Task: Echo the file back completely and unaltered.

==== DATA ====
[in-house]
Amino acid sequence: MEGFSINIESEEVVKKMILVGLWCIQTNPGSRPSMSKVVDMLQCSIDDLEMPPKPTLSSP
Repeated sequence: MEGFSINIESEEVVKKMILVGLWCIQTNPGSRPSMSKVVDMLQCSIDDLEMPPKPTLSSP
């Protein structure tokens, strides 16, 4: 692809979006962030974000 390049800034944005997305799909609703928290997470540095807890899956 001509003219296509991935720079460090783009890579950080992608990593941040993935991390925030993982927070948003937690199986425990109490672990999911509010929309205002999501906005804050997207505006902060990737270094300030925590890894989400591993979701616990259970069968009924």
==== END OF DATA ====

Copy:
[in-house]
Amino acid sequence: MEGFSINIESEEVVKKMILVGLWCIQTNPGSRPSMSKVVDMLQCSIDDLEMPPKPTLSSP
Repeated sequence: MEGFSINIESEEVVKKMILVGLWCIQTNPGSRPSMSKVVDMLQCSIDDLEMPPKPTLSSP
């Protein structure tokens, strides 16, 4: 692809979006962030974000 390049800034944005997305799909609703928290997470540095807890899956 001509003219296509991935720079460090783009890579950080992608990593941040993935991390925030993982927070948003937690199986425990109490672990999911509010929309205002999501906005804050997207505006902060990737270094300030925590890894989400591993979701616990259970069968009924």